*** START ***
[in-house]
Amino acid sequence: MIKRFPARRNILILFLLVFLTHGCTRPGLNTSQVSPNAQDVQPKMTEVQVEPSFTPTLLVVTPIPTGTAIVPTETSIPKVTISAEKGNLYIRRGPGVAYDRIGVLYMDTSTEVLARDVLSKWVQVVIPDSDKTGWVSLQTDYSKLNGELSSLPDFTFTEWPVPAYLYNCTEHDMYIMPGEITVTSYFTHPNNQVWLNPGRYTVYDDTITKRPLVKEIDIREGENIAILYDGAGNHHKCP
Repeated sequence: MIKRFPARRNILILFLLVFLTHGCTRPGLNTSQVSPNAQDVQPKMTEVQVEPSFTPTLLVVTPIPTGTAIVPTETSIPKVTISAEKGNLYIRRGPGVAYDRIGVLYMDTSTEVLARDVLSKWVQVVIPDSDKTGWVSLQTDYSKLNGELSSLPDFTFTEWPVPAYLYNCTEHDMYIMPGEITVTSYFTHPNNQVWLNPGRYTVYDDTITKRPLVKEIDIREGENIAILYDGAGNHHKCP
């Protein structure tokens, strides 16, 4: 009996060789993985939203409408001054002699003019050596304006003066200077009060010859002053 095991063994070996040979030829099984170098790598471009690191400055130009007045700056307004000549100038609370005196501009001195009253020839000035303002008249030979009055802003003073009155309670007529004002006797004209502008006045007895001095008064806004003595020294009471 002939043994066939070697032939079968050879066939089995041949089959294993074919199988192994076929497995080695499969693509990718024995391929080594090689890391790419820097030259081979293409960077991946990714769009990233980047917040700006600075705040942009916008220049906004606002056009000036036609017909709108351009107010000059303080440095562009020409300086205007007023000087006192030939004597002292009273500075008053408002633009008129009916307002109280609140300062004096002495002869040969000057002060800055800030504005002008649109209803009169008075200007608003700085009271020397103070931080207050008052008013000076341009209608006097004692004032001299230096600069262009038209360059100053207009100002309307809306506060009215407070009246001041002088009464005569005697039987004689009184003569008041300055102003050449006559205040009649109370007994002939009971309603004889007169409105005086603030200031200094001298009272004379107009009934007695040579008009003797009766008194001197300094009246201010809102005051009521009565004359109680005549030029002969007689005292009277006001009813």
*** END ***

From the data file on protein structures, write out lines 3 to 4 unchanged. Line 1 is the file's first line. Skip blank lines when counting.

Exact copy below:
Repeated sequence: MIKRFPARRNILILFLLVFLTHGCTRPGLNTSQVSPNAQDVQPKMTEVQVEPSFTPTLLVVTPIPTGTAIVPTETSIPKVTISAEKGNLYIRRGPGVAYDRIGVLYMDTSTEVLARDVLSKWVQVVIPDSDKTGWVSLQTDYSKLNGELSSLPDFTFTEWPVPAYLYNCTEHDMYIMPGEITVTSYFTHPNNQVWLNPGRYTVYDDTITKRPLVKEIDIREGENIAILYDGAGNHHKCP
């Protein structure tokens, strides 16, 4: 009996060789993985939203409408001054002699003019050596304006003066200077009060010859002053 095991063994070996040979030829099984170098790598471009690191400055130009007045700056307004000549100038609370005196501009001195009253020839000035303002008249030979009055802003003073009155309670007529004002006797004209502008006045007895001095008064806004003595020294009471 002939043994066939070697032939079968050879066939089995041949089959294993074919199988192994076929497995080695499969693509990718024995391929080594090689890391790419820097030259081979293409960077991946990714769009990233980047917040700006600075705040942009916008220049906004606002056009000036036609017909709108351009107010000059303080440095562009020409300086205007007023000087006192030939004597002292009273500075008053408002633009008129009916307002109280609140300062004096002495002869040969000057002060800055800030504005002008649109209803009169008075200007608003700085009271020397103070931080207050008052008013000076341009209608006097004692004032001299230096600069262009038209360059100053207009100002309307809306506060009215407070009246001041002088009464005569005697039987004689009184003569008041300055102003050449006559205040009649109370007994002939009971309603004889007169409105005086603030200031200094001298009272004379107009009934007695040579008009003797009766008194001197300094009246201010809102005051009521009565004359109680005549030029002969007689005292009277006001009813």